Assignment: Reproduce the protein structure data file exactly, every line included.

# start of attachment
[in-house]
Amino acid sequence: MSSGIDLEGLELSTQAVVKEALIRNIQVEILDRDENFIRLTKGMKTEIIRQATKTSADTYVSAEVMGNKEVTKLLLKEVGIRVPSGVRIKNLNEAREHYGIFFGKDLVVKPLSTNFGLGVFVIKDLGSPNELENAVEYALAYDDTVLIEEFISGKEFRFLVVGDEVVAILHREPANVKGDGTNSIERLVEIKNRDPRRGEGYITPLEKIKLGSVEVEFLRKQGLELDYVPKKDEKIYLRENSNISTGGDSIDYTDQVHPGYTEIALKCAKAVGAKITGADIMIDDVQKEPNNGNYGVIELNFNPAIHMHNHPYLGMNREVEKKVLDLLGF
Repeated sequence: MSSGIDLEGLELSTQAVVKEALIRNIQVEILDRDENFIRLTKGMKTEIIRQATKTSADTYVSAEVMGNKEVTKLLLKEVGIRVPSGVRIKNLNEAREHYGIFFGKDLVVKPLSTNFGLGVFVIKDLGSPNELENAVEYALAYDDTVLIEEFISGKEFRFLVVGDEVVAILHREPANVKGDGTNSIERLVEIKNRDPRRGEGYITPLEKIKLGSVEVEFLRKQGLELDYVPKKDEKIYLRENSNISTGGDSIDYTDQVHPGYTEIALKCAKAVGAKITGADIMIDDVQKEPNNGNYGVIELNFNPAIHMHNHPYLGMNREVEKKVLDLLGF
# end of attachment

[in-house]
Amino acid sequence: MSSGIDLEGLELSTQAVVKEALIRNIQVEILDRDENFIRLTKGMKTEIIRQATKTSADTYVSAEVMGNKEVTKLLLKEVGIRVPSGVRIKNLNEAREHYGIFFGKDLVVKPLSTNFGLGVFVIKDLGSPNELENAVEYALAYDDTVLIEEFISGKEFRFLVVGDEVVAILHREPANVKGDGTNSIERLVEIKNRDPRRGEGYITPLEKIKLGSVEVEFLRKQGLELDYVPKKDEKIYLRENSNISTGGDSIDYTDQVHPGYTEIALKCAKAVGAKITGADIMIDDVQKEPNNGNYGVIELNFNPAIHMHNHPYLGMNREVEKKVLDLLGF
Repeated sequence: MSSGIDLEGLELSTQAVVKEALIRNIQVEILDRDENFIRLTKGMKTEIIRQATKTSADTYVSAEVMGNKEVTKLLLKEVGIRVPSGVRIKNLNEAREHYGIFFGKDLVVKPLSTNFGLGVFVIKDLGSPNELENAVEYALAYDDTVLIEEFISGKEFRFLVVGDEVVAILHREPANVKGDGTNSIERLVEIKNRDPRRGEGYITPLEKIKLGSVEVEFLRKQGLELDYVPKKDEKIYLRENSNISTGGDSIDYTDQVHPGYTEIALKCAKAVGAKITGADIMIDDVQKEPNNGNYGVIELNFNPAIHMHNHPYLGMNREVEKKVLDLLGF